Montreal pension crisis

January 16, 2012

The City of Montreal and surrounding suburbs are dealing with a pension crisis. Costs for pensions have risen in Montreal from over $130 million in 2005 to over $600 million today. The mayor has made a firm commitment to create a long term solution to the problem and bring some sanity back to the city’s finances.

There have been a series of articles in the Montreal Gazette covering the issue.

Here is our contribution to the debate

Courage is needed to tackle far-too-generous pensions

The Gazette has told its readers that one of the biggest fiscal challenges facing Quebec in the new year is the high cost of municipal employees’ pensions (“It’s time to take action on municipal pensions,” Editorial, Dec. 30). The cost of Montreal’s pension fund is eating the city alive. It is driving up taxes, increasing debt levels and causing drastic cuts in the services that are paid for by tax dollars.

This situation cannot continue, and Mayor Gérald Tremblay and other local mayors are taking bold action by putting the issue front and centre. But will they have the courage to do what is necessary to fix the problem?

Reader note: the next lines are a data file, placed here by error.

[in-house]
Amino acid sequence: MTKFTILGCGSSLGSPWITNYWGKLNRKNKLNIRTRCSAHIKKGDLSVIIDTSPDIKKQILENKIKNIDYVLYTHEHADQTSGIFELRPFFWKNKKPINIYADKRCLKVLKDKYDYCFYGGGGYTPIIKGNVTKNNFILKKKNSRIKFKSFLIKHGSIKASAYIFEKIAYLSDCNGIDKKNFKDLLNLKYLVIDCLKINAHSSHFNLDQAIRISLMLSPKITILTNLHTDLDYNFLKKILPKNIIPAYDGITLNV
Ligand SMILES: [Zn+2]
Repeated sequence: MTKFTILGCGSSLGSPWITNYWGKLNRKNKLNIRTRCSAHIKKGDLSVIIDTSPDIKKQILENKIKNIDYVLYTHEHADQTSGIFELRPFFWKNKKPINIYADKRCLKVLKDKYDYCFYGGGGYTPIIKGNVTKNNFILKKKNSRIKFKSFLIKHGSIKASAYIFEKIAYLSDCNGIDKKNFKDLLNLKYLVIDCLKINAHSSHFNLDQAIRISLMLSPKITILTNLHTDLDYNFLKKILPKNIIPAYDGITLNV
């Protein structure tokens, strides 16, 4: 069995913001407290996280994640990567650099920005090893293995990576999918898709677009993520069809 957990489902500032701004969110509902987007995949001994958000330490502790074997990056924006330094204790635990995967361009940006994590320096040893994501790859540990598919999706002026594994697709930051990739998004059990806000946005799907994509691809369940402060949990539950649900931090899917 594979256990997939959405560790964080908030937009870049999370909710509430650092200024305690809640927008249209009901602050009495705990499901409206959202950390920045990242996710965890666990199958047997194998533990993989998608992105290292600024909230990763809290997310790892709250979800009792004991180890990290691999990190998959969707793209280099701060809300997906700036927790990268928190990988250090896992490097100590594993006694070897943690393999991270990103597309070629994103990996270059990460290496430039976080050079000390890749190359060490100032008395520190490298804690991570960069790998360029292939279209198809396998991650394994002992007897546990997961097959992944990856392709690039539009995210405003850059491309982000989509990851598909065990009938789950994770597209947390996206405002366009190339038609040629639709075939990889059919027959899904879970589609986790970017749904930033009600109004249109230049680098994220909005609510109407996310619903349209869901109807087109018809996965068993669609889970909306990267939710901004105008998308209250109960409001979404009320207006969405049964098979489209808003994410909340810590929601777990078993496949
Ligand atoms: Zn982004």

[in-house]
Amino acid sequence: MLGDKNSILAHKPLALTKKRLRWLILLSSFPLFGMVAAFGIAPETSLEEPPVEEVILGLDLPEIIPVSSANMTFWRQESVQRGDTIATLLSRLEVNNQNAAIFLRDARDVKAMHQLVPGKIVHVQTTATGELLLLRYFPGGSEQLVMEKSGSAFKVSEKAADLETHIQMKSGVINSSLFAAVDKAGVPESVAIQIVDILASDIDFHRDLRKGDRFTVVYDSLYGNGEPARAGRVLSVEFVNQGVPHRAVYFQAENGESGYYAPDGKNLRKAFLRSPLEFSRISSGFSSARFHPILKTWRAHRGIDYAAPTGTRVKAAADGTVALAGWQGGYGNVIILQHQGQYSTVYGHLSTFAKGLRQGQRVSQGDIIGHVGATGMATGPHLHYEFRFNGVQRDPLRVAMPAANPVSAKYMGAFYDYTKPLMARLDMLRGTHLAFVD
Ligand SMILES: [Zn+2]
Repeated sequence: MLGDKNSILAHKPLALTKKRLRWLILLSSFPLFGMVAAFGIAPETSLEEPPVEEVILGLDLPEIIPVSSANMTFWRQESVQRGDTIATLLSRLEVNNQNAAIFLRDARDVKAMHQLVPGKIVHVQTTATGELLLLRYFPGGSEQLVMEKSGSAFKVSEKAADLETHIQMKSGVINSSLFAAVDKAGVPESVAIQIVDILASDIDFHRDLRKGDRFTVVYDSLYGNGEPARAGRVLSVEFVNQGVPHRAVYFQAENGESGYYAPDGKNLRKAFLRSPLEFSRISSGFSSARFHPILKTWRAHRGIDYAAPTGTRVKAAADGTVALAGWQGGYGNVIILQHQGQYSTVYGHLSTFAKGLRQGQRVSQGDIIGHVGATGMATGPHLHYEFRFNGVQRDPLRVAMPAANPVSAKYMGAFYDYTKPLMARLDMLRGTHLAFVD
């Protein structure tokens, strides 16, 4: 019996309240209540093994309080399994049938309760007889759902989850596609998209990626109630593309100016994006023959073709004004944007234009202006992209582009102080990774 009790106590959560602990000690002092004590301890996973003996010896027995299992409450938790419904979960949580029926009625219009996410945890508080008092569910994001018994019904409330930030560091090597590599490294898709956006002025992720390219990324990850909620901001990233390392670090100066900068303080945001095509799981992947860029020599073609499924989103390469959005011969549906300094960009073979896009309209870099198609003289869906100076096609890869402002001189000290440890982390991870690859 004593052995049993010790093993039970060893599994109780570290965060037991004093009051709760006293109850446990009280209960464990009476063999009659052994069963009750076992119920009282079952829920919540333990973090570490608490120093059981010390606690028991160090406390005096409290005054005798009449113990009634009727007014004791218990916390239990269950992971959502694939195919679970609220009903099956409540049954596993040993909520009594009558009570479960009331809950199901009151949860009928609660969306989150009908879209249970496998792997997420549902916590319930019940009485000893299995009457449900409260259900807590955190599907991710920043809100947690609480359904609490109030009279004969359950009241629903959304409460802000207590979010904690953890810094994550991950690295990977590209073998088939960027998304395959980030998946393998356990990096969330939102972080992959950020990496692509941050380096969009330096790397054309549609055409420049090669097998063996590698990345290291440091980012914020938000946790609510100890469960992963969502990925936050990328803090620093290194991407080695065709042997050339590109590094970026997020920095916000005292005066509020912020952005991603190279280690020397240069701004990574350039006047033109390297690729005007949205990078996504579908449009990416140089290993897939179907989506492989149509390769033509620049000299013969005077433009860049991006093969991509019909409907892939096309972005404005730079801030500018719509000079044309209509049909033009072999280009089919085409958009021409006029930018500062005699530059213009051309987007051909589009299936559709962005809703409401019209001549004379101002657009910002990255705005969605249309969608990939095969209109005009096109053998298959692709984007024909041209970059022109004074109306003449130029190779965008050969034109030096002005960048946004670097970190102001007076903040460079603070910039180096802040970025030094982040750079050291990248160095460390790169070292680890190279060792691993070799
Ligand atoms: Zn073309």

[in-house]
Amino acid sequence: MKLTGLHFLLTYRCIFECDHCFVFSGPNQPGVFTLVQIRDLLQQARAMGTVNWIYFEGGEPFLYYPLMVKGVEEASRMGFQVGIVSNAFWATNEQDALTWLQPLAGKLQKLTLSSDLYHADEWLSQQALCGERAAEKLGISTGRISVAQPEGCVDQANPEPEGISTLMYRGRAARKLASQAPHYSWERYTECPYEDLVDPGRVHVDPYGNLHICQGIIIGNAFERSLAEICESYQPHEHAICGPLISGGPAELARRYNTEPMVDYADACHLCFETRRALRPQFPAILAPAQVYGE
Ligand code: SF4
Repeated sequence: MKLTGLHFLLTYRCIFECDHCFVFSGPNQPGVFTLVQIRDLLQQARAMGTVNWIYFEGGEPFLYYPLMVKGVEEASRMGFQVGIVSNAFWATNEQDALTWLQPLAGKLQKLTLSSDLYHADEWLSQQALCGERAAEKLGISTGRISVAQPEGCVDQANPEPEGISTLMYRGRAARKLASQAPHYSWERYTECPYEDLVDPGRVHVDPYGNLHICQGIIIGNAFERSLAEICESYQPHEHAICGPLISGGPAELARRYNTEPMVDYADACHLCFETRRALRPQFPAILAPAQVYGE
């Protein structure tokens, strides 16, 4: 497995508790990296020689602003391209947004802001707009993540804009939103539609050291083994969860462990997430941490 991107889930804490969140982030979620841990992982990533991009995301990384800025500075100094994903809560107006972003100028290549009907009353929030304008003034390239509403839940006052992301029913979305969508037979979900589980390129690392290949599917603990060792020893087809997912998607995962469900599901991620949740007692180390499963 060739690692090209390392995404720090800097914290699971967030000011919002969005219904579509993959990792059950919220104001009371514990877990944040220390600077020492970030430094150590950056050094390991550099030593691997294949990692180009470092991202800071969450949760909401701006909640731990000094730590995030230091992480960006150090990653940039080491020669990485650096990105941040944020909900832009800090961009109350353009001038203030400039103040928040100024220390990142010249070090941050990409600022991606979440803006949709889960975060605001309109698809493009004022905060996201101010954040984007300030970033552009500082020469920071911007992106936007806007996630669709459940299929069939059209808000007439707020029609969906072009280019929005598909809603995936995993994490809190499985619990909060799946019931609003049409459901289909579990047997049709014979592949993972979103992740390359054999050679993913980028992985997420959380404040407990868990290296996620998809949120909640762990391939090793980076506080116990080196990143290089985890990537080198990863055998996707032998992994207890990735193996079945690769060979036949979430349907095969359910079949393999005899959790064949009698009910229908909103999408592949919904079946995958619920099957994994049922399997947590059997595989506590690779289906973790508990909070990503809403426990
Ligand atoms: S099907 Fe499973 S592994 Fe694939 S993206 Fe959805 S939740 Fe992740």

The pension crisis must be controlled – by PETER F. TRENT is mayor of Westmount

The amount that Montreal Island suburbs pay as their share of regional expenses increased 12.4 per cent in 2010 and 4.8 per cent in 2011. Over three years, that’s a 22-per-cent increase – more than three times the rate of inflation.

As night follows day, tax increases follow spending increases. In 2006, Montreal spent $1.7 billion on regional operating costs. (To compare apples to apples, I’ve removed the cost of operating arterial roads, a responsibility that was thankfully repatriated to the demerged suburbs.) The 2012 budget calls for spending $2.43 billion; that’s a 43-percent increase, nearly four times the rate of inflation. So it was not just the well-advertised 40-per-cent increased contribution to public transit, but a 43-per-cent increase right across the board.

What’s behind such an extraordinary spending increase? It’s mostly caused by the increased cost of pension funds, today’s silent budget killer. One-half of Montreal’s expenses go to salaries and benefits. While salary increases have been running very comfortably over the inflation rate, they are almost modest when compared with the increased cost of Montreal pension funds, which have soared from $200 million in 2008 to $600 million in 2012 for both local and regional services.

Let’s put some faces on the pension-fund problem. Especially since 9/11, we all seem to admire firefighters. But there should be a limit to our material gratitude, at least. The average firefighter in 2012 will cost the city of Montreal $123,000 a year and retire at 52 years old, getting full pension benefits after only 25 years of service. And the city pays 75 per cent of the cost of firefighters’ pension benefits. Is this fair, when you consider most taxpayers don’t even have a company pension? When there are 2,800 retired firefighters getting pensions, and only 2,300 actually working?